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… in the first decade the most important priority is function, in the second appearance and in the third and subsequent decades the avoidance of pain.


Limb deficiencies (lds) in children are an example of the complexities of embryologic, physical, and emotional development. The two broad categories of LDs are congenital and acquired amputations. Congenital defects are often associated with other nonmusculoskeletal anomalies; these can be dictated by genes or caused by stressors during fetal development. “Acquired amputations” refer to limb loss that occurs after birth. Acquired amputations may be secondary to cancer, infection, or trauma. Unlike the adult population, the residual limbs are not static; growth and development create the potential for complications1 (Fig. 59–1).

Figure 59–1

Taxonomy of pediatric amputations

The care of children with LDs requires a multidisciplinary approach. This chapter focuses on medical, functional, and rehabilitation issues of both congenital and acquired LDs in children.


Classification and nomenclature attempt to categorize LDs by the use of a descriptive method focusing on anatomic and phenotypic findings despite the etiology. Greek and Latin names were often used to describe congenital LDs. Terms such as hemimelia, meromelia, and phecomelia have been deemed inaccurate and are often confusing. Since the 1960s, several attempts have been made to improve this terminology.27 Consensus was reached, and an international terminology was established by the International Society for Prosthetics and Orthotics (ISPO).6,8 The ISPO classification creates a logical, accurate approach to naming congenital LDs (Fig. 59–2). It focuses on dividing all deformities into transverse or longitudinal. A transverse deficiency has no distal remaining portions, whereas the longitudinal deficiency has distal portions. The transverse level is named after the segment beyond which there is no skeletal portion. Longitudinal deficiencies name the bones that are affected, beginning with the most proximal long bone. Any bone not named is presumed present and of normal form. The affected bone is designated as total or partially absent. The approximate fraction of the limb in a transverse deficiency is estimated in thirds, whereas the longitudinal deficiencies describe a partial or complete bone absence. Involved digits are then identified. Digit numbering proceeds from the radial or tibial side of the limb. “Ray” refers to the metacarpal or metatarsal and corresponding phalanges.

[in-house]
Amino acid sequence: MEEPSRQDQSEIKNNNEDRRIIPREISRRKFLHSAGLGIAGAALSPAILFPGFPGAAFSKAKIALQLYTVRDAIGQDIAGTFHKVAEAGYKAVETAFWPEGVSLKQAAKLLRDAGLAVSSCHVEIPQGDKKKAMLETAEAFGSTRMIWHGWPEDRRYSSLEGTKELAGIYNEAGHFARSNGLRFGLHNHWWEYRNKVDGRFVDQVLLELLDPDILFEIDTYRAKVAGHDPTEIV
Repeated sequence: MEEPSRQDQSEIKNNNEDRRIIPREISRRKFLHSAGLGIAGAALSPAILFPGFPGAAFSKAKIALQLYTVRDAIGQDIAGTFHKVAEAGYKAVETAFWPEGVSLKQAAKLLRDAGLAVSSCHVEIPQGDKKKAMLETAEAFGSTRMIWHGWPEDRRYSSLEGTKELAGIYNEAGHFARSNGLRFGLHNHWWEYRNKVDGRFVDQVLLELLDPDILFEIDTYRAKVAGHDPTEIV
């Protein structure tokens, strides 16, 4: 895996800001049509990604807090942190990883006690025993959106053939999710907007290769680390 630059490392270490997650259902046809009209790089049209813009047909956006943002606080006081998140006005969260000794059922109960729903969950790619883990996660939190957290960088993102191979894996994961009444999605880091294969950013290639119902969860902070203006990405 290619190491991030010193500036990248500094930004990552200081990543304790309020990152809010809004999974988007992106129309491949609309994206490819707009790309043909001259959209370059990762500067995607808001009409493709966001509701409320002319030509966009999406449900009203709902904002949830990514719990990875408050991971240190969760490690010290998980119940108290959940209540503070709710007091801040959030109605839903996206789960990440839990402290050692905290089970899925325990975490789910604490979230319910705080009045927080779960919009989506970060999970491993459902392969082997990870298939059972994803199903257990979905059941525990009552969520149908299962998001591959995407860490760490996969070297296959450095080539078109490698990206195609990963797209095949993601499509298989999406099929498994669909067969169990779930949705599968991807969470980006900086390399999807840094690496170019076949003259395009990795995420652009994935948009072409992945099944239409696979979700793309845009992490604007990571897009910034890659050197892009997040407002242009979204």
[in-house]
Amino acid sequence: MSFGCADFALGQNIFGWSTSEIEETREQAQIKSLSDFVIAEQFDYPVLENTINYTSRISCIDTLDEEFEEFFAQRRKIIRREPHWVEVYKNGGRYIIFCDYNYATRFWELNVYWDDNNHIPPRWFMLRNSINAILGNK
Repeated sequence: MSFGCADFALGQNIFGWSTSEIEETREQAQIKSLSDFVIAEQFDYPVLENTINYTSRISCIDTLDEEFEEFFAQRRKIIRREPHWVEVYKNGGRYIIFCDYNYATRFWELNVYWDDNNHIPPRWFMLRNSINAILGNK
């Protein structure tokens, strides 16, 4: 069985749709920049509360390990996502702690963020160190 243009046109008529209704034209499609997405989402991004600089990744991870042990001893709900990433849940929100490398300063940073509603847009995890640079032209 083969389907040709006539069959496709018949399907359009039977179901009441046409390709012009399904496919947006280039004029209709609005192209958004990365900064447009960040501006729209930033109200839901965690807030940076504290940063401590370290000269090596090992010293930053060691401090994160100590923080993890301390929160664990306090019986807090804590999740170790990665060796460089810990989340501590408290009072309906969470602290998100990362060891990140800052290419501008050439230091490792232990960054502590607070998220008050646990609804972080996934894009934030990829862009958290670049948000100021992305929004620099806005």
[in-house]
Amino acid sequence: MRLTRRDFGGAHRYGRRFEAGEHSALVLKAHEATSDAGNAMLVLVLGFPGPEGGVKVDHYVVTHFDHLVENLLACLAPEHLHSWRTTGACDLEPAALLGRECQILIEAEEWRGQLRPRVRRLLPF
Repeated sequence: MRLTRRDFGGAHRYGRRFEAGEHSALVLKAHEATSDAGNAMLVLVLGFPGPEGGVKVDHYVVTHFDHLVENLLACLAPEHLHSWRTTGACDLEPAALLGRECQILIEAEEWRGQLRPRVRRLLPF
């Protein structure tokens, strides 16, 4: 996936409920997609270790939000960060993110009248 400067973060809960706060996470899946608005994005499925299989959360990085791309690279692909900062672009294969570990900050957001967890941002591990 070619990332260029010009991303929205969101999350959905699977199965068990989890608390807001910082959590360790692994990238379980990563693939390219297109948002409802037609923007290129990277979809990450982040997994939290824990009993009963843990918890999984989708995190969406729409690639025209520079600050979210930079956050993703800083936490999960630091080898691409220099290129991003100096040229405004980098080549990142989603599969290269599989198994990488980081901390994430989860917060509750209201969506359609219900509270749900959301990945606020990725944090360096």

Figure 59–2

ISPO classification for congenital limb deficiencies. (Left) Examples of transverse deficiencies at various levels. (Right) Examples of longitudinal deficiencies. (Day, H.J.B. The ISO/ISPO classification of congenital limb deficiency. Prosthetics and Orthotics International 15(2), pp. 67-69. Copyright © 1991 by The International Society for Prosthetics and Orthotics. Reprinted by permission of SAGE Publications, Ltd.)

The terminology used for acquired amputations follows ...

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